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Turkish Airlines World Golf Cup Arrives Lagos for $7,000,000 Prize

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Fast growing European carrier, Turkish Airline, which is making inroads into the Nigerian market, has announced that the 2016 Turkish Airlines World Golf Cup would take place at Ikoyi Golf Club in Lagos, Nigeria, on September 15 for $7, 000, 000 prize for the overall winner in an international golf contest.

The airline said the 84th of 100 qualifiers for the global event, which is enjoying a growing reputation after three hugely successful previous series, would feature 100 players, all personally-invited guests of Turkish Airlines.

After the contest in Lagos, the winner would progress to the Grand Final in Antalya, Turkey, this October, while there would also be memorable prizes for, the runner-up, third place, Best Gross and nearest-the-pin prizes for men and women.

“We are proud to be hosting the latest 2016 Turkish Airlines World Golf Cup qualifier in Lagos. We are excited to be welcoming everyone to the world class facilities at Ikoyi Golf Club. We are sure the players will have a day to remember and wish them all the very best of luck,” TarkanInce, General Manager for Turkish Airlines Lagos, said.

Winners of the Grand Final progress to play in the 2016 Turkish Airlines Open pro-am, while all finalists are to enjoy an eight-night stay in an all-inclusive hotel, two rounds of golf and VIP passes to the Turkish Airlines Open, the $7,000,000 European Tour event, from Thursday to Sunday.

The event is backed by Global Sponsor the Financial Times, with Conte of Florence Official Clothing and Fashion Partner.

Turkish Airlines, which was recently voted Best Airline in Europe for the fifth consecutive year, as well as World’s Best Business Class Airline Lounge and World’s Best Business Class Lounge Dining in 2015, launched the World Golf Cup in 2013.

It featured 12 qualifying events and was won by China’s Han Liang. His prize for victory was partnering world number one and 14-time major champion Tiger Woods in the Turkish Airlines Open pro-am. 2015 winner Neill Bam from Johannesburg proved successful in the 2015 series and went on to partner Rory McIlroy, a once in a lifetime opportunity.

CEO/Founder Investors King Ltd, a foreign exchange research analyst, contributing author on New York-based Talk Markets and Investing.com, with over a decade experience in the global financial markets.

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Volkswagen Group, Toyota, and Renault-Nissan-Mitsubishi Alliance Lost $104.5bn in Revenue in 2020

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Car Production at Toyota's Derbyshire Plant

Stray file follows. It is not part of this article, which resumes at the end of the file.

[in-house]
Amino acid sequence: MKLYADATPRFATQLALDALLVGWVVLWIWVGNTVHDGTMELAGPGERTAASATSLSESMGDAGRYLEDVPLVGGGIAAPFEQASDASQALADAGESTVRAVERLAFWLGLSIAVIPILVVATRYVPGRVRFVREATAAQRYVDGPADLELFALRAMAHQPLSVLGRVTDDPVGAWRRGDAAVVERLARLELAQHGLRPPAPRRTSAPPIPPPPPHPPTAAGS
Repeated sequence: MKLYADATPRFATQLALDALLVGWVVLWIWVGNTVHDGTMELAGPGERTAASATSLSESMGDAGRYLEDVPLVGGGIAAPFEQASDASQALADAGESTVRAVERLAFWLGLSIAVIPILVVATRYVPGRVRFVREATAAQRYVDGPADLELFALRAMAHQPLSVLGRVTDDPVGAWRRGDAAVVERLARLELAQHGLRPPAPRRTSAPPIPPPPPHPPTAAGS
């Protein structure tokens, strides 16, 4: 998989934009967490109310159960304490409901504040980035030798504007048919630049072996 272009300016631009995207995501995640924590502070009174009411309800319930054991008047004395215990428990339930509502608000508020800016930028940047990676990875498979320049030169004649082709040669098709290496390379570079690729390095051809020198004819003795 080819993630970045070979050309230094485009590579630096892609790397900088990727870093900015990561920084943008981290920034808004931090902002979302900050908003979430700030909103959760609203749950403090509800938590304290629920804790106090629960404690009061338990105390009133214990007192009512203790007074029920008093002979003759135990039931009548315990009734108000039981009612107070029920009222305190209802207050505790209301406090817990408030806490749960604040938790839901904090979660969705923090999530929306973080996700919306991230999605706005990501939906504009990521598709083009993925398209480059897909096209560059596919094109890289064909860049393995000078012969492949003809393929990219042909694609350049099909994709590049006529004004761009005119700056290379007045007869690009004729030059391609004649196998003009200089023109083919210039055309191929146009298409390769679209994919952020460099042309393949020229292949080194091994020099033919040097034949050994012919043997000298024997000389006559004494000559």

Automakers Lost $104.5 Billion in Combined Revenue in H1 2020

Automakers had a rough start to 2020, with global auto production, and sales slumped amid the coronavirus outbreak. Supply chain disruptions, factory closures, and sales drops had a massive impact on the largest automobile manufactures, causing a sharp fall in their revenues.

According to data presented by StockApps, the Volkswagen Group, Toyota, and Renault-Nissan-Mitsubishi Alliance, as the leading automobile manufacturers based on global sales, lost $104.5bn in combined revenue in the first half of 2020.

Volkswagen Group Revenue Plunged by $34.5bn, the Biggest Drop in 2020

The world’s largest automobile manufacturer, the Volkswagen Group sold the most cars in 2019, delivering 10.2 million sedans, sport-utility vehicles, and compact cars under its top passenger car brands, and almost 734,000 trucks in its three commercial vehicle brands. Statista data also revealed the German automaker hit a 25.4% market share based on new car registrations in Europe as of October.

Although the company managed to reduce the effects of COVID-19 in the first half of the year, the H1 2020 financial report still revealed severe losses. Between January and June, the Group’s sales revenue plunged by $34.5bn to $114bn, the heaviest fall among the top three automakers.

The COVID-19 outbreak caused a 27% drop in vehicle deliveries and an adjusted operating loss of $940 million in the first half of 2020, down from an $11.8bn adjusted operating profit in the year-earlier period, forcing the German automaker to slash its dividend. The Yahoo Finance data also revealed the Volkswagen Group market cap dropped by 17% in 2020, falling from $98.1bn in December 2019 to $80.8bn last week.

Toyota Motor Corporation, the world’s second-largest car producer, sold 10.74 million vehicles in 2019. With 7.9 million cars sold between January and June, 100,000 more than VW Group, the company could become the leading automaker in 2020 if COVID-19 is contained in its most important markets, Japan and the United States.

In fiscal 2020, ended on March 31st, 2020, the Toyota sales revenue dropped by $2.9bn or 1.1% to $290bn. However, the Q1 FY 2021 results, for the period between April and June 2020, revealed a 40.4% drop in revenue and the smallest quarterly profit in nine years as the coronavirus pandemic halved its car sales. Statistics show the revenue of the Japanese automaker plunged by $29.7bn YoY in the second quarter of 2020, with a total loss in the first half of 2020 reaching $32.7bn.

The auto giant expects coronavirus to deliver a major blow to earnings and sales in the fiscal year ending March 2021, with net profit forecast to plunge 64% year-over-year to $6.97bn.

Renault-Nissan-Mitsubishi Alliance Suffered a $37.3bn Loss

With 10 million vehicles sold in 2019 and 6.3 million in the first half of 2020, the Franco-Japanese Alliance, Renault-Nissan-Mitsubishi, ranked third on the list of the top-selling car manufacturers.

Nevertheless, the COVID-19 outbreak severely affected their business. The Renault Group suffered a massive downturn for the first half of 2020. Between January and June, the company reported $21.8bn in sales revenue, a $12.5bn or 34% plunge year-over-year.